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Article
Publication date: 15 June 2015

Jodie George

Within Australia, cultural festivals focusing on music, food and art represent important social and economic opportunities for rural communities. However, tensions may also arise…

2428

Abstract

Purpose

Within Australia, cultural festivals focusing on music, food and art represent important social and economic opportunities for rural communities. However, tensions may also arise within communities where stakeholder ideologies are at odds regarding the place identity being presented for consumption by tourism practices. Thus, using Mitchell’s model of creative destruction/creative enhancement as a theoretical framework and through qualitative analysis, the purpose of this paper is to critically examine three South Australian festivals from multiple perspectives, to identify what relevant stakeholders consider festivals contribute to the community and how this may impact on the success of the festival itself.

Design/methodology/approach

Using Mitchell’s model of creative destruction/creative enhancement as a theoretical framework and through qualitative analysis, this research critically examines three South Australian festivals from multiple perspectives, to identify what relevant stakeholders consider festivals contribute to the community and how this may impact on the success of the festival itself.

Findings

Findings suggest that those communities who present a more complex understanding of the “rural idyll” through the integration of multiple local products will experience greater success, both for internal and external audiences.

Originality/value

This research represents a unique contribution to the literature on festivals by combining the theoretical construct of cultural value with Mitchell’s model of creative destruction and creative enhancement, particularly within South Australia where little such work has been one, despite the fact that it presents itself as the “Festival State”.

Details

International Journal of Event and Festival Management, vol. 6 no. 2
Type: Research Article
ISSN: 1758-2954

Keywords

Content available
Article
Publication date: 15 June 2015

Julian Meyrick and Tully Barnett

4192

Abstract

Details

International Journal of Event and Festival Management, vol. 6 no. 2
Type: Research Article
ISSN: 1758-2954

Content available
Article
Publication date: 6 September 2011

Neil Towers

448

Abstract

Details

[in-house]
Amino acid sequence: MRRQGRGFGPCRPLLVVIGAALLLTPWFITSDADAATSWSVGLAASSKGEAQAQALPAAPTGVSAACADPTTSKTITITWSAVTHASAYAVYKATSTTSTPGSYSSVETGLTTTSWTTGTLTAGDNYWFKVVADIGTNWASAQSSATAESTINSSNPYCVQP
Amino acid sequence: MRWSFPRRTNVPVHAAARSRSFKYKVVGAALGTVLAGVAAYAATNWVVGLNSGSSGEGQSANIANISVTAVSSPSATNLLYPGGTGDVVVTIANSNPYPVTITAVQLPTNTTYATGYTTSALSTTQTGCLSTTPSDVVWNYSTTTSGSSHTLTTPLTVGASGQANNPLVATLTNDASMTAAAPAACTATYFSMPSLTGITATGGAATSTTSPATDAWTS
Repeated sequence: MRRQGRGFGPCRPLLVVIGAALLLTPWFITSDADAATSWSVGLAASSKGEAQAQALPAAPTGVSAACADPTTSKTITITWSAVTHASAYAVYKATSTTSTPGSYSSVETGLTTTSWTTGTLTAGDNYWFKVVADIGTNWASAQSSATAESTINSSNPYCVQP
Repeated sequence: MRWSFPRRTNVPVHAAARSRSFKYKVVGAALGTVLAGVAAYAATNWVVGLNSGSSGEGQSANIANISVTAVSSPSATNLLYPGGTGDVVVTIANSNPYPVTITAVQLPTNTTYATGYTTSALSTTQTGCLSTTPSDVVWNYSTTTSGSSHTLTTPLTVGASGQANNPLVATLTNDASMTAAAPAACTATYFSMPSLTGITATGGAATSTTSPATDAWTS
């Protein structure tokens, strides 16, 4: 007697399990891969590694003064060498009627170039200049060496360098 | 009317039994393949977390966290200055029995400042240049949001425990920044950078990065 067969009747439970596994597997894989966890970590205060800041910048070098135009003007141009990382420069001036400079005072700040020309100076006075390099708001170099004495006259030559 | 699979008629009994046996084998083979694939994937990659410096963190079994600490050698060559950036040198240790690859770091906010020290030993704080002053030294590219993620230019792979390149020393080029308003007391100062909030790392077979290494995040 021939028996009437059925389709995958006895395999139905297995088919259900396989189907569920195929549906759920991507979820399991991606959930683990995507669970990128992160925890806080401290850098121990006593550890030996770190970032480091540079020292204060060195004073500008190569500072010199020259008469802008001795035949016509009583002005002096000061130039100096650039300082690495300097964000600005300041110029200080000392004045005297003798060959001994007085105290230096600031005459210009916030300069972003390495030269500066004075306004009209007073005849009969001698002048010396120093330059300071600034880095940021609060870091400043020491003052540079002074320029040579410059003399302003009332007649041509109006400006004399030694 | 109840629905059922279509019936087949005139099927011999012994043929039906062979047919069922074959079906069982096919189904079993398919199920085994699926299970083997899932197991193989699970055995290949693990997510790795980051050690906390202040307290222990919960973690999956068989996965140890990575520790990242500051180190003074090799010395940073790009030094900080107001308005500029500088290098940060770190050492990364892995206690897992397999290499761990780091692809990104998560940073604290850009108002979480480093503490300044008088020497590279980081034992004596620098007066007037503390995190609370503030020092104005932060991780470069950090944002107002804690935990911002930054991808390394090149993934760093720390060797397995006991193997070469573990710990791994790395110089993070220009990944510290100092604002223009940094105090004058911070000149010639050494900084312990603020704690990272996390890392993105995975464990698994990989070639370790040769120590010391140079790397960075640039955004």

International Journal of Retail & Distribution Management, vol. 39 no. 10
Type: Research Article
ISSN: 0959-0552

Article
Publication date: 27 January 2021

Jodie Lynn Brinkmann, Carol Cash and Ted Price

This paper introduces a cognitive coaching and reflection tool to help school leaders build self-efficacy at a time when schools are facing a crisis in leadership. Key themes…

1866

Abstract

Purpose

This paper introduces a cognitive coaching and reflection tool to help school leaders build self-efficacy at a time when schools are facing a crisis in leadership. Key themes emerged from the data generated as part of a larger study of PK-12 administrators' leadership during the coronavirus pandemic.

Design/methodology/approach

This qualitative study is based on phenomenological research methods and uses naturalistic inquiry design.

Findings

The findings consider the building of school leaders' efficacy in crisis management during a pandemic. A total of seven data-driven reflection themes are identified: self-care, professional development (PD), communication, school climate, instruction, parent resources and advocacy.

Research limitations/implications

Investigated using a purposeful, nonrepresentative sample were the perceptions and experiences of PK-12 administrators as they served in their leadership role during the pandemic. Therefore, the results are not generalizable beyond the scope and context for which the research was conducted. An implication of this study is that this tool can be used by coaches working with school leaders and by leaders themselves to increase self-efficacy.

Originality/value

The cognitive coaching and reflection tool could be beneficial in developing leaders' self-awareness and reflection skills, in turn building self-efficacy. Although there are other tools to support leaders' self-awareness and reflection, the effects of the pandemic represent a unique opportunity for examining leader practices to adjust to, prepare for and deal with the impacts of a crisis.